Jan 172021 1 Response

When Christians Respond with Contempt and Mockery

Contempt and Mockery. Those are the most common responses when we see something we don’t like or believe is deeply wrong. First, we mock. We write jokes, share memes, and take the situation to the most extreme case which leads to laughter. The mockery leads to contempt. We judge the situation and all involved as being less than us. We see the circumstance as symbolic of all the things we don’t like and everything that is wrong with the world.

This is the natural human response–contempt and mockery. It’s how I react when reading the news, scrolling social media, or watching people make horrific decisions.

Yet is there a circumstance where a follower of Jesus should turn to contempt and mockery? Is this ever the right response?

No.

While they are the natural responses of humanity, they are never the appropriate response from Christians. When a person chooses to follow Jesus, they are also choosing to lay down the natural way we respond to life’s situations. To follow Him means we stop mocking others and feeling contempt for them. (See: Don’t Do Wrong When You’ve Been Wronged)

Unfortunately, many Christians never realize this. While it is one thing to know what we should do and fail (everyone makes mistakes and we all drift back to our old ways of living on occasion), many Christians never consider that these responses are wrong. They never take into account how Jesus would have them respond to national news stories, Facebook trends, or the actions of local people that differ from how they believe the world should operate.

So how should a Christian respond?

In Luke 23, the gospel writer tells the story about the crucifixion of Jesus. As he does, he describes the soldiers saying “they crucified him” and “they divided up his clothes by casting lots.” Can you imagine? For a Christian is there anything more opposite of what we believe than crucifying Jesus and then playing games with his clothes? No matter how sacrilegious an action, heretical a teaching, or repulsive an action, nothing could be worse than the actions of these men. Things can equal these actions but they can’t be worse.

So whomever you dislike, anyone you think is evil, and every person who you think stands for the opposite of what Jesus called us to stand for could be symbolized by these men. The absolute worse actions of humanity were displayed that day before Jesus.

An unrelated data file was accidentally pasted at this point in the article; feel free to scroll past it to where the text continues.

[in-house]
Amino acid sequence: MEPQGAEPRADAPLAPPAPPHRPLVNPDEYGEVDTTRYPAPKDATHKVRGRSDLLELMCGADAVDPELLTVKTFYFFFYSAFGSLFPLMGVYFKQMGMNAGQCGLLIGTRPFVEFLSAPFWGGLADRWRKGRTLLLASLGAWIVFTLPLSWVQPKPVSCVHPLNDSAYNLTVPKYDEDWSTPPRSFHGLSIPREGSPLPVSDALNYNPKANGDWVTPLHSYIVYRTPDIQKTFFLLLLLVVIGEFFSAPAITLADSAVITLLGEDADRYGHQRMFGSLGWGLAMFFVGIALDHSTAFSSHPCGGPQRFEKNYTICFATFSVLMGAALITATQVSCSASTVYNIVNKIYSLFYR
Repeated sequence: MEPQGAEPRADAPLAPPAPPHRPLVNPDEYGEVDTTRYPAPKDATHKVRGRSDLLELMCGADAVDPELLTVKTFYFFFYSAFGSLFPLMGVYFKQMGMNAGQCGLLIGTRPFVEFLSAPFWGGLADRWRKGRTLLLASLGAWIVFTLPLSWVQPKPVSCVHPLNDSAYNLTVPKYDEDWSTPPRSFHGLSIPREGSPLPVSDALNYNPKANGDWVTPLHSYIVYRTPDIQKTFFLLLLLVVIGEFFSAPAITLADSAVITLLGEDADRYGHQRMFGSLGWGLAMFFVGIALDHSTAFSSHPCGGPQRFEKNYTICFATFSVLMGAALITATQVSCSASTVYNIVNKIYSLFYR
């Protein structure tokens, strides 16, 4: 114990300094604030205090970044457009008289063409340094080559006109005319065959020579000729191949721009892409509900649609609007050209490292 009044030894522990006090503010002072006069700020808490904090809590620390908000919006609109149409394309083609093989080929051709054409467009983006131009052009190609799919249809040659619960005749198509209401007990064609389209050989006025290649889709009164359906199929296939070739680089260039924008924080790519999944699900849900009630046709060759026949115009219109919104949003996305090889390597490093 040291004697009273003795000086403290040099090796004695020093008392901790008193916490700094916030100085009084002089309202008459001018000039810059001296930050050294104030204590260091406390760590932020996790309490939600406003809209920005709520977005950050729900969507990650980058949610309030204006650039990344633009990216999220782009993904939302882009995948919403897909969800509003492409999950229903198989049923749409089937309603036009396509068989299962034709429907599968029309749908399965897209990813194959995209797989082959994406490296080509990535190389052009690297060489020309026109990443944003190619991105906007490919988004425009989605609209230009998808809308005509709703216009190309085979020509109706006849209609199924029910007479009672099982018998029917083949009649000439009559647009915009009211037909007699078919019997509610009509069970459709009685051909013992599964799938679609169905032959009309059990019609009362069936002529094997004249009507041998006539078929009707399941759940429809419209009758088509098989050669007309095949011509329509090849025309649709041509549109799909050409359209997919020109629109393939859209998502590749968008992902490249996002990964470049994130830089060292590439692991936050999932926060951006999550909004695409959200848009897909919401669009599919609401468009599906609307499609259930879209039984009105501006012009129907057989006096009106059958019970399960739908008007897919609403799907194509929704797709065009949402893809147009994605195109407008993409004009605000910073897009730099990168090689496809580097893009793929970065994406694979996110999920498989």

And how did he respond?

No mockery. He could have made jokes. It’s hard to tell because of the years that have passed and the language barrier, but Jesus often said things that his crowd probably found funny. He likely enjoyed jokes.

No contempt. While we never have a right to show contempt toward another because of our own failures and frailties, Jesus had every right to do so. Contempt is to look at another as vile or worthless. What better describes the men who crucified Jesus. Yet Jesus did not look at them that way.

Instead, how did he respond? He prayed, “Father, forgive them, for they know not what they do.” Full of grace and mercy, Jesus had compassion even upon those who were killing him. He died even for those who crucified him. While he did not agree with their actions, he still showed compassion. (See: Why We Don’t Like Grace)

This is our model. If you ever wonder how you should respond to others when they do wrong, this is the response. We shouldn’t water down the truth. We don’t pretend their actions are acceptable. Without fear, we speak the truth. Yet we do not use that truth as a way to beat others up. We don’t allow the truth to make us feel better because we’ve made others feel bad. And we do not mock or feel contempt toward other people.

Mockery and contempt are never the go-to responses for Christians. If God has opened your eyes to his grace, you now see the worthlessness of those mindsets. Grace extends even to the worst among us. This is good news, because that means God has extended that grace toward you.

So if mockery and contempt are never the response of a Christian, how should we respond when Christians are mocking others and showing contempt? We point out it is wrong. We invite them toward a different direction in hopes they will choose a better way. But if they don’t, we pray:

“Father, forgive them, for they know not what they do.”

 

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